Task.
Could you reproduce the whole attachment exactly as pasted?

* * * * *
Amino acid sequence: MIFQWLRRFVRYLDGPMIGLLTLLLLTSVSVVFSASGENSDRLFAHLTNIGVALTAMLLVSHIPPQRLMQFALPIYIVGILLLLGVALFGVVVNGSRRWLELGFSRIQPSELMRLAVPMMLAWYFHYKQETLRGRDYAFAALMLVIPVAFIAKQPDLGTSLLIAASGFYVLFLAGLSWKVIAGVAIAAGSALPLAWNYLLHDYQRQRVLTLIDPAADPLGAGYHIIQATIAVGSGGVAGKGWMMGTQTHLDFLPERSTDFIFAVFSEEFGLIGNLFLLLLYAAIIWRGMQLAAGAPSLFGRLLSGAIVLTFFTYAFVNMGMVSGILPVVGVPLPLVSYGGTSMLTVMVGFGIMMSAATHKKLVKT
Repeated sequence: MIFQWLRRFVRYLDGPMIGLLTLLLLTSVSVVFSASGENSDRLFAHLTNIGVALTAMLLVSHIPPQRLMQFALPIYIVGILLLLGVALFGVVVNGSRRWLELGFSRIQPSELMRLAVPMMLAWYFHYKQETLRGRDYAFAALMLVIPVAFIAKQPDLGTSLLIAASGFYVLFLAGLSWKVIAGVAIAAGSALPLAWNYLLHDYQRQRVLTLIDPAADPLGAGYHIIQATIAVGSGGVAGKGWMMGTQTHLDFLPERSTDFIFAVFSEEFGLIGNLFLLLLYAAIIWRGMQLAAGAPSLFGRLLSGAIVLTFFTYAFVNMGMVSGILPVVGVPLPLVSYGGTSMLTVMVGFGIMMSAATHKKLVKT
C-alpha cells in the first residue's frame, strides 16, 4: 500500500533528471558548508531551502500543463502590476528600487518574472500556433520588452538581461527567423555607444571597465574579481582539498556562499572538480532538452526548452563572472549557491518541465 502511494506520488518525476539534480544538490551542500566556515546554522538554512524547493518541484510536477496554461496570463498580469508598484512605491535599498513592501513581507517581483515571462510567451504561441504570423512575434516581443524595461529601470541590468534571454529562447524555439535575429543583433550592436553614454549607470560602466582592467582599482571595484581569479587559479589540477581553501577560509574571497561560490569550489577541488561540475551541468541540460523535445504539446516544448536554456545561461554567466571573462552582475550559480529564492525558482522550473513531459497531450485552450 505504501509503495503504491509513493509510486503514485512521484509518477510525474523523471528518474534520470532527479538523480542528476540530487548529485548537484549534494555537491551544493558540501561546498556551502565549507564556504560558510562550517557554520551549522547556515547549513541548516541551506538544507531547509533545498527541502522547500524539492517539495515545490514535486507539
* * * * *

Amino acid sequence: MIFQWLRRFVRYLDGPMIGLLTLLLLTSVSVVFSASGENSDRLFAHLTNIGVALTAMLLVSHIPPQRLMQFALPIYIVGILLLLGVALFGVVVNGSRRWLELGFSRIQPSELMRLAVPMMLAWYFHYKQETLRGRDYAFAALMLVIPVAFIAKQPDLGTSLLIAASGFYVLFLAGLSWKVIAGVAIAAGSALPLAWNYLLHDYQRQRVLTLIDPAADPLGAGYHIIQATIAVGSGGVAGKGWMMGTQTHLDFLPERSTDFIFAVFSEEFGLIGNLFLLLLYAAIIWRGMQLAAGAPSLFGRLLSGAIVLTFFTYAFVNMGMVSGILPVVGVPLPLVSYGGTSMLTVMVGFGIMMSAATHKKLVKT
Repeated sequence: MIFQWLRRFVRYLDGPMIGLLTLLLLTSVSVVFSASGENSDRLFAHLTNIGVALTAMLLVSHIPPQRLMQFALPIYIVGILLLLGVALFGVVVNGSRRWLELGFSRIQPSELMRLAVPMMLAWYFHYKQETLRGRDYAFAALMLVIPVAFIAKQPDLGTSLLIAASGFYVLFLAGLSWKVIAGVAIAAGSALPLAWNYLLHDYQRQRVLTLIDPAADPLGAGYHIIQATIAVGSGGVAGKGWMMGTQTHLDFLPERSTDFIFAVFSEEFGLIGNLFLLLLYAAIIWRGMQLAAGAPSLFGRLLSGAIVLTFFTYAFVNMGMVSGILPVVGVPLPLVSYGGTSMLTVMVGFGIMMSAATHKKLVKT
C-alpha cells in the first residue's frame, strides 16, 4: 500500500533528471558548508531551502500543463502590476528600487518574472500556433520588452538581461527567423555607444571597465574579481582539498556562499572538480532538452526548452563572472549557491518541465 502511494506520488518525476539534480544538490551542500566556515546554522538554512524547493518541484510536477496554461496570463498580469508598484512605491535599498513592501513581507517581483515571462510567451504561441504570423512575434516581443524595461529601470541590468534571454529562447524555439535575429543583433550592436553614454549607470560602466582592467582599482571595484581569479587559479589540477581553501577560509574571497561560490569550489577541488561540475551541468541540460523535445504539446516544448536554456545561461554567466571573462552582475550559480529564492525558482522550473513531459497531450485552450 505504501509503495503504491509513493509510486503514485512521484509518477510525474523523471528518474534520470532527479538523480542528476540530487548529485548537484549534494555537491551544493558540501561546498556551502565549507564556504560558510562550517557554520551549522547556515547549513541548516541551506538544507531547509533545498527541502522547500524539492517539495515545490514535486507539